Like almost everything else – from driving a car, to speaking on the phone, to watching television – the manner in which people listen to music has undergone dramatic shifts over the last 25 years. It started with the evolution from vinyl to CDs, then from CDs to digital downloads and, most recently, downloads to streaming services.
Not only have such advances made the listening experience easier, cheaper and more enjoyable, they have also slowly revolutionized consumer behavior, with tastes having become more wide-ranging and variable. It’s not unusual today for the average consumer of music to have formed very eclectic tastes that jump across multiple musical genres, and we have the access and affordability of streaming music to thank in large part for this.
The economics of these shifts have been a boon for consumers, but mostly disastrous for artists who have seen the value of their musical content decline with each technological evolution. The harsh reality for musical artists is that albums no longer matter, individual songs do.
In 2004, ten albums sold 2.7 million copies or more, including the no. 1 album of the year, Usher’s ‘Confession,’ which sold nearly eight million, according to Nielsen. This year, no album will sell close to that.
As consumers show an increasing preference for individual songs over albums, download activity, another important driver of revenue for artists, has slowed considerably. Apple recently reported that sales on its iTunes platform are down more than 13% this year. This decline, of course, can be traced the rise of streaming services like Pandora and Spotify, which can be accessed for free and pay next to nothing for content. According to one estimate, record labels and publishers receive between $0.006 and $0.0084 per stream, a small slice of which goes to artists.
The upshot of all this is pretty clear: With few exceptions, it has become next to impossible for artists to profit solely off making albums and producing content. This has led many to focus instead on touring and building their brand, which can then be leveraged into selling a wide variety of consumer products, including clothing, alcohol or electronics. Look no further than P Diddy and Ciroc vodka or Dr. Dre and Beats headphones.
Another shift could be on the horizon but this time it could favor artists. In a move that could shake up the industry, Taylor Swift’s entire music catalog was recently pulled from Spotify’s platform after Swift’s label requested that songs from her new 1989 album be made available only to the service’s paying customers, which make up a mere fraction of its user base. Swift’s decision could have a cascading effect, leading to more spats down the line with other prominent artists and record labels, who increasingly believe streaming companies are not paying enough for content and are cannibalizing music sales.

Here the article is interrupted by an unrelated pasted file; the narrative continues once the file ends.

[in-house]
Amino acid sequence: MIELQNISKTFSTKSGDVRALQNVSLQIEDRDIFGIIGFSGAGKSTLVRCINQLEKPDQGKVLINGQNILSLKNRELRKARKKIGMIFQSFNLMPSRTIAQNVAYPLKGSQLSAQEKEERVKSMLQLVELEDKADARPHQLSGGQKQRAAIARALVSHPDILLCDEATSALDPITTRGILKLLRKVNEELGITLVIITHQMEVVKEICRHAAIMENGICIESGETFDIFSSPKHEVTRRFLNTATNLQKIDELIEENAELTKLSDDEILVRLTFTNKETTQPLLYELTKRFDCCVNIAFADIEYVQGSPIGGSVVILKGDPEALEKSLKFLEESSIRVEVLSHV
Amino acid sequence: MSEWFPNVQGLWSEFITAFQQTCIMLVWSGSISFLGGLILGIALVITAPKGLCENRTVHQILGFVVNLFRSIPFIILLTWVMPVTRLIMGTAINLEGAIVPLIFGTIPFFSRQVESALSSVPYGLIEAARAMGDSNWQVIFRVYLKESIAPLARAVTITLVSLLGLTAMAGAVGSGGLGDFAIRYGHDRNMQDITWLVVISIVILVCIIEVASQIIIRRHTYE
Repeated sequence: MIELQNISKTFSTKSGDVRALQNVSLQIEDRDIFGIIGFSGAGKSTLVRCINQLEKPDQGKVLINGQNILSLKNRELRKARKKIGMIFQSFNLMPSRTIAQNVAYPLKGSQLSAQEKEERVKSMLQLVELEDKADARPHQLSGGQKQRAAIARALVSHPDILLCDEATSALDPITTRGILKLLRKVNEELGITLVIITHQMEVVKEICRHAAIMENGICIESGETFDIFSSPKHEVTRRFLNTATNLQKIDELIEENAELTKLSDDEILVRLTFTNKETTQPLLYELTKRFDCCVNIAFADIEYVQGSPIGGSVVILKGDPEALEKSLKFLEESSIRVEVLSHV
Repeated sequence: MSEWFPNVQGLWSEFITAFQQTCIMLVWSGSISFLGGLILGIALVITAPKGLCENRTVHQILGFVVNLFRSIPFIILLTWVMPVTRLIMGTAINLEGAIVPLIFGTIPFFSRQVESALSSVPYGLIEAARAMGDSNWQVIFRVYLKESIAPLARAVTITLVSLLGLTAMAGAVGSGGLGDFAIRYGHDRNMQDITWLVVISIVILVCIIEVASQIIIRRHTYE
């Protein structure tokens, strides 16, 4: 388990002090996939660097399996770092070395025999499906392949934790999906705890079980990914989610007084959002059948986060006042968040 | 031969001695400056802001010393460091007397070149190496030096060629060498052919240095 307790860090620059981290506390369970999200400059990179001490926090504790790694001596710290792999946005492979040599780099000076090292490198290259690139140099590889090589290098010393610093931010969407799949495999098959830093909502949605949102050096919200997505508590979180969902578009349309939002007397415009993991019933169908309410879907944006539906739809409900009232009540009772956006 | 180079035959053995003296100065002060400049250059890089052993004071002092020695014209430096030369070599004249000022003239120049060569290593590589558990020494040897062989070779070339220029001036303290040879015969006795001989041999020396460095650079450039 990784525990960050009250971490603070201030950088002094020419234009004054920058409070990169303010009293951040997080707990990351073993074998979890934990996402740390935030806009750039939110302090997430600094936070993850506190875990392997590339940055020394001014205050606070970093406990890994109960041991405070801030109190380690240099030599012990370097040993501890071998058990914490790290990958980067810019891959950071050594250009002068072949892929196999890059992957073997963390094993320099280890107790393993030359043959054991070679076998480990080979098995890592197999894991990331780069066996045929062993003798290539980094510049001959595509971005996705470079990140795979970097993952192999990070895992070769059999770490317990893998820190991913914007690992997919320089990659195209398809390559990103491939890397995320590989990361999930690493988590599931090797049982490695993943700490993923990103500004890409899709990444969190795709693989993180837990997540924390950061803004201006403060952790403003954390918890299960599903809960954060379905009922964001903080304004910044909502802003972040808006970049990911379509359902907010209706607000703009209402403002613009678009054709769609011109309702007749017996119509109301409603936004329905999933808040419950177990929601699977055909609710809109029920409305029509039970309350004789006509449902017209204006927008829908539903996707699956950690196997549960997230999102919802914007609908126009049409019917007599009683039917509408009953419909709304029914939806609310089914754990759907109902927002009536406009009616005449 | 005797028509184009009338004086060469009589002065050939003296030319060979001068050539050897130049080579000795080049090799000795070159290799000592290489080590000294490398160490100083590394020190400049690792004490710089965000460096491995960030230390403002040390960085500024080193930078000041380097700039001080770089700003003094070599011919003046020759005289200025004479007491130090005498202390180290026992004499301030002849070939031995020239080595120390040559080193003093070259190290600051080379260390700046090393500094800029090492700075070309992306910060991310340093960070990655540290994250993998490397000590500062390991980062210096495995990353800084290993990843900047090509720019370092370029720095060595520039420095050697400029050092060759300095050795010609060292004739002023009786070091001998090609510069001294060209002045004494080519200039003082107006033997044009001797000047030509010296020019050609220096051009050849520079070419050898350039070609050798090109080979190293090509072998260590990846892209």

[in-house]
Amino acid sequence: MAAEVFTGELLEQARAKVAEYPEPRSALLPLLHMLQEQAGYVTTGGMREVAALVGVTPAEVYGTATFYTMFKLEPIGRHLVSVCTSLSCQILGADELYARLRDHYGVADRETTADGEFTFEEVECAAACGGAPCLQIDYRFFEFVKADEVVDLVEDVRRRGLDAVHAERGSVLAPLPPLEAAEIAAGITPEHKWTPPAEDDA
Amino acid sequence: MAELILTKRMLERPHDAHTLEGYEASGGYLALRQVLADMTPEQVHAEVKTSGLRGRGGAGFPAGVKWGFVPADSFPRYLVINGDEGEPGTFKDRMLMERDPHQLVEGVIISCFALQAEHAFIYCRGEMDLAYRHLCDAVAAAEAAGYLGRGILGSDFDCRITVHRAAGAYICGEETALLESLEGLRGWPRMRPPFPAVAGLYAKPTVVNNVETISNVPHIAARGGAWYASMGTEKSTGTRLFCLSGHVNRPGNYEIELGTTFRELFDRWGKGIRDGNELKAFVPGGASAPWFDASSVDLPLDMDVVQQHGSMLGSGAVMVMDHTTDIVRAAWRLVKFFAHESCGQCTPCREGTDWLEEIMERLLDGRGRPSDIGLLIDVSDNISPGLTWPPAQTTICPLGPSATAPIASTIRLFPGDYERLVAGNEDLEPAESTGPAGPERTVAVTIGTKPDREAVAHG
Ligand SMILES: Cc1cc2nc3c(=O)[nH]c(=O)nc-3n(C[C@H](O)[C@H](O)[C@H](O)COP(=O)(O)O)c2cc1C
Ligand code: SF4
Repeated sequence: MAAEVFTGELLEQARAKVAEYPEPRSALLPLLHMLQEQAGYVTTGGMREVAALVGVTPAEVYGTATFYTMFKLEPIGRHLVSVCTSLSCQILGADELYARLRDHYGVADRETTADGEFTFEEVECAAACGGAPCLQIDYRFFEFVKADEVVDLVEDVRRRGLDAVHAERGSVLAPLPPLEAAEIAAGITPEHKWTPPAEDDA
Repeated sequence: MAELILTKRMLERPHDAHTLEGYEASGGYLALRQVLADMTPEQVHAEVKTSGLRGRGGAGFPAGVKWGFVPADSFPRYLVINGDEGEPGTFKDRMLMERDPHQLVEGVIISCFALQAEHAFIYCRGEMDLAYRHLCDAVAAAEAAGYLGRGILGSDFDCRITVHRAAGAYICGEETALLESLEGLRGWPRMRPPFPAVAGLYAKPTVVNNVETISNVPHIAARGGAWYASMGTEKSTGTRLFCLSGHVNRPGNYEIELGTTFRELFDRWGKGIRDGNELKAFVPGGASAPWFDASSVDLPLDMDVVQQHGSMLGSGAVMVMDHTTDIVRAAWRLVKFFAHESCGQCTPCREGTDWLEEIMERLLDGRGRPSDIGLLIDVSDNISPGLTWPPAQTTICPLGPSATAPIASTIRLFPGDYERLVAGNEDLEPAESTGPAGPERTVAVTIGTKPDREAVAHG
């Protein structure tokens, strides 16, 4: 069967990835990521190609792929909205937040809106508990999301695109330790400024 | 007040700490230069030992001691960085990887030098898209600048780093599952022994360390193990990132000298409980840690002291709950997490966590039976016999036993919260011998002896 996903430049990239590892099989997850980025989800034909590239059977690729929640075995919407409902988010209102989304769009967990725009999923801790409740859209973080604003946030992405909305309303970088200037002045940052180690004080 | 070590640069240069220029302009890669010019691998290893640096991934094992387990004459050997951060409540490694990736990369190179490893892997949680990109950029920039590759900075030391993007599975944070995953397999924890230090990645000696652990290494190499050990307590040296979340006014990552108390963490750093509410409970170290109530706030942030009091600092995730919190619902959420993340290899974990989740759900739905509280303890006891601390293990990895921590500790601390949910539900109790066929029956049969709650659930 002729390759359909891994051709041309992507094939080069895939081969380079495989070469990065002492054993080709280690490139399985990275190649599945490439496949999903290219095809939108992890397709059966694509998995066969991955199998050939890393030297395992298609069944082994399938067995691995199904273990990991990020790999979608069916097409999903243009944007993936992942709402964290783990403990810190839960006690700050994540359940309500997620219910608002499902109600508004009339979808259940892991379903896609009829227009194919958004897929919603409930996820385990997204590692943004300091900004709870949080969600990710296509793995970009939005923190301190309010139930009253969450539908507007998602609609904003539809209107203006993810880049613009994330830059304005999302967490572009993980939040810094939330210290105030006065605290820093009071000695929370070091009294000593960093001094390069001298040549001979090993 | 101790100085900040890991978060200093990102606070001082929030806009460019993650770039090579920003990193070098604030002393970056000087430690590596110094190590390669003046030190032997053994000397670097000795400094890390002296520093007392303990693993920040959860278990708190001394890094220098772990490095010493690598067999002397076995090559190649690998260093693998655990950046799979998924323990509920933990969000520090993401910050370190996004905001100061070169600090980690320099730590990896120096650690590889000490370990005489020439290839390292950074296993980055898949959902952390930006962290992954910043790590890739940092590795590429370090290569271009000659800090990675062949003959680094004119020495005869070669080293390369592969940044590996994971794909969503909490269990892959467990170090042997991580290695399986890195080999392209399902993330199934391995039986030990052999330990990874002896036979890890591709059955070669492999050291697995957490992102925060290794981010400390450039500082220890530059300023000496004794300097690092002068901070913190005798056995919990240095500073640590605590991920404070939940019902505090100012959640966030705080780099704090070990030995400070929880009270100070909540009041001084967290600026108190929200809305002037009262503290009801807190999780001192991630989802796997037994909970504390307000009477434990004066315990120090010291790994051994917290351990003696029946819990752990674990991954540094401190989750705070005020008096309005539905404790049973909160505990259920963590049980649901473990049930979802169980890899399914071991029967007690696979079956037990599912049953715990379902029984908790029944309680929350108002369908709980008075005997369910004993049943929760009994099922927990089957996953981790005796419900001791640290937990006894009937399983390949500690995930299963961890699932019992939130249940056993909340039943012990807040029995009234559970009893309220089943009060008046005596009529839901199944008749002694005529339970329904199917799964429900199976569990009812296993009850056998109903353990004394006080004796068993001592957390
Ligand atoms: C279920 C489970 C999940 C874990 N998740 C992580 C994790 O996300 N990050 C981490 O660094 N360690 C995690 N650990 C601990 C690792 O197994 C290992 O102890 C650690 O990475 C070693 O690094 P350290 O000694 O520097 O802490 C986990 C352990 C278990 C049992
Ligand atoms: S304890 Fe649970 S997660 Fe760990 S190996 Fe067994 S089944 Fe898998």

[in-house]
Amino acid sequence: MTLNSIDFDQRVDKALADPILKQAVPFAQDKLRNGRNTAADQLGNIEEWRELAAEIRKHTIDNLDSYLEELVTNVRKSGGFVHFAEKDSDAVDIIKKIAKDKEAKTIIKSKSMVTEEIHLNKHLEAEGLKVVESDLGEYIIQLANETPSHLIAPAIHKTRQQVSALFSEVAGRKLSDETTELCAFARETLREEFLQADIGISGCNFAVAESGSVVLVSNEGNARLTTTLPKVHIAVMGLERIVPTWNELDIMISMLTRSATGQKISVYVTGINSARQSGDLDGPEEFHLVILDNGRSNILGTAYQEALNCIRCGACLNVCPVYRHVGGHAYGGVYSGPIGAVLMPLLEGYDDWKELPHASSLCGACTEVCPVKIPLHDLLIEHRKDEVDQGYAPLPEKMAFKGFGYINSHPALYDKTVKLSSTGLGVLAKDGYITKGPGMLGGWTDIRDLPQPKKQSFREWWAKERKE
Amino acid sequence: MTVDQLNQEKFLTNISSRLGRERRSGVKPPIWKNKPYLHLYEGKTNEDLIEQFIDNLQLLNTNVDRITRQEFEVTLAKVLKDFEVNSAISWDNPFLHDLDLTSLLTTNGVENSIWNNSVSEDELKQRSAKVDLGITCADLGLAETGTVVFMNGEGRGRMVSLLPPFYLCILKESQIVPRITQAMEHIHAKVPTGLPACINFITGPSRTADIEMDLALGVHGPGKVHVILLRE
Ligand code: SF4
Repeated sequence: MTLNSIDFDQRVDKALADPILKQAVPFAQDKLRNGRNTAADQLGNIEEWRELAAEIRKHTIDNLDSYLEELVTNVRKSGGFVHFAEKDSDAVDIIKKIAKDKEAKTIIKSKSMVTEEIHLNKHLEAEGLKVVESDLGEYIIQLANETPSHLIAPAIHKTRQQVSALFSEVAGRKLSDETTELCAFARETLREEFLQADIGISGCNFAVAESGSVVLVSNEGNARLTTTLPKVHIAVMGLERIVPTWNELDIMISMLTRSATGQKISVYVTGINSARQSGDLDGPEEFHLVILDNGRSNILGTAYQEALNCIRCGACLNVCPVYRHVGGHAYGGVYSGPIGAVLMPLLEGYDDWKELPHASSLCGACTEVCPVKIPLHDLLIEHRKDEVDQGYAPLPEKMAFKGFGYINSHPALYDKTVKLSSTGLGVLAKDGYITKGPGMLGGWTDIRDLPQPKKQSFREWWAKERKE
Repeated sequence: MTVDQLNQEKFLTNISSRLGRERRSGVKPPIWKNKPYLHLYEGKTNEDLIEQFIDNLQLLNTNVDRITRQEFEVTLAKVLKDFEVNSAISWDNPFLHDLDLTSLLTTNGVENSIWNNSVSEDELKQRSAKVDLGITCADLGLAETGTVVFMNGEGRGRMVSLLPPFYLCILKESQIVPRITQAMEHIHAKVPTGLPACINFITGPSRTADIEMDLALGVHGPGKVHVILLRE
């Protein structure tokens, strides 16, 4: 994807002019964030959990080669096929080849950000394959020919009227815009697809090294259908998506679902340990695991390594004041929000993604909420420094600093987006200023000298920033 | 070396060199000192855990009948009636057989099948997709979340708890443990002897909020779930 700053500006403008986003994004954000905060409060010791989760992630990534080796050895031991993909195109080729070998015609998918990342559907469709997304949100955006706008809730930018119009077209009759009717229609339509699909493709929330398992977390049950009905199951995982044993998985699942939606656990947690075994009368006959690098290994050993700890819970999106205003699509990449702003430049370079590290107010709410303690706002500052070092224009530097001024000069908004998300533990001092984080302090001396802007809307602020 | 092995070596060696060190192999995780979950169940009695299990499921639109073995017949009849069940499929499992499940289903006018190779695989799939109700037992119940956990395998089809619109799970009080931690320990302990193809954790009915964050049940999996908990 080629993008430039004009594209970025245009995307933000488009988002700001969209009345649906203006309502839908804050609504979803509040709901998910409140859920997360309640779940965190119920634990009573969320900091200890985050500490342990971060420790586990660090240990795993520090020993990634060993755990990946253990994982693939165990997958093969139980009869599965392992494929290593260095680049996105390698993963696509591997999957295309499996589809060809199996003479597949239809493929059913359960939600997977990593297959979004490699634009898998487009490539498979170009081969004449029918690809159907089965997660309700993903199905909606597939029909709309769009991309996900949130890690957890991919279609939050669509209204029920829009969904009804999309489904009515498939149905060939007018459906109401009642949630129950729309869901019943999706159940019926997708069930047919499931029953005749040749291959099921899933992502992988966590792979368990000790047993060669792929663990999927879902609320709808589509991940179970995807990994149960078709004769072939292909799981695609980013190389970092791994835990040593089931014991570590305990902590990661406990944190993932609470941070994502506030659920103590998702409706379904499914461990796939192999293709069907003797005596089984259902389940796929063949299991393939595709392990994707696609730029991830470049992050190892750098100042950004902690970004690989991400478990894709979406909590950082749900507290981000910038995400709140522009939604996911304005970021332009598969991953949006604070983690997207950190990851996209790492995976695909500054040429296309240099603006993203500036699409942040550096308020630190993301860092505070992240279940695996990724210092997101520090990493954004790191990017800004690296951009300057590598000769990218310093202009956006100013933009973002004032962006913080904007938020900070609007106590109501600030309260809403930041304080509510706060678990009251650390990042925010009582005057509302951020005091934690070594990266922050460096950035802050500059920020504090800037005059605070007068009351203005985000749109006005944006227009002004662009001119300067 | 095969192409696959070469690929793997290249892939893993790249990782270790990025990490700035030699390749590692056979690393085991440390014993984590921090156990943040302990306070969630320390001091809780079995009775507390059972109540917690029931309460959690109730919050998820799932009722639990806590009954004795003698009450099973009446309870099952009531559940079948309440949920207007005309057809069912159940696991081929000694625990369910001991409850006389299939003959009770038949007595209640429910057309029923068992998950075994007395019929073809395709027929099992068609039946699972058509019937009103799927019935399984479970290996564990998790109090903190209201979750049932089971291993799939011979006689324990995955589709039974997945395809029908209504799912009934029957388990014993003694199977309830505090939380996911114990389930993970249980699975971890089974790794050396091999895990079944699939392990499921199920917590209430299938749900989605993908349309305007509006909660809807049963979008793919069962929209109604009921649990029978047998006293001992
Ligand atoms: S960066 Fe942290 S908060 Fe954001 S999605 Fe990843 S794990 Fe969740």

The notion of Taylor Swift leading a movement that makes it easier for small-to-mid size acts to make more money from streaming is ironic given that she is one the few artists today capable of generating out sized revenues producing albums. Make no mistake, however, pressure on streaming services is about to become more intense, as the cost of doing business could increase significantly in coming years and more competition from Apple, the leader in download sales, gets bigger in the streaming business with Beats Music.
And if royalties go up, it’s only a matter of time before the ad-supported model goes away entirely. That means that Pandora and Spotify, having already fallen out of favor with many investors, could have bleak futures as stand-alone companies as costs and competition rise.
But as acquisition targets, that might be a different story. At the right valuation, Google would likely find either service attractive. While Android is the most widely used operating system in the world, in terms of having an ecosystem of products and services that can compete with Apple and drive additional revenue, Google still has a long way to go.
Yahoo would be another likely suitor. The company has a pile of cash after the Alibaba IPO but has barely grown in recent years, lagging far behind rivals Google and Facebook for online ad share. CEO Melissa Mayer is coming under intense pressure from investors, and will be looking to show she can find innovative ways to lift flat-lining growth.
Even Amazon might consider making a play. While the company seems focused on other areas, like content production, smart phones and even drone technology, it is constantly making large investments to drive future growth. At the right price, reinforcing its current online streaming capabilities could make sense.
Echoing the Rolling Stones, artists and record labels are essentially telling free, ad-supported streaming services, ‘You can’t always get what you want’ – Meaning, in this case, the days of cheap access to content could be coming to an end. By ponying up, such companies ‘might find out, you get what you need.’
Ultimately, the real trick will be changing consumer behavior. It’s going to be very difficult to convince consumers to pay more – or, in most cases, anything – for streaming services.
Changing that dynamic will drive valuations of companies like Spotify and Pandora, and likely the future of the industry. Investors should listen closely to these changing tunes.
By Ross Gerber
Ross Gerber is CEO and president of Santa Monica, Calif-based Gerber Kawasaki, an investment advisory and wealth management firm with $310 million in assets under advisement. Gerber Kawasaki clients and employees may own positions in various companies mentioned here. Please consult your advisor before making any investments.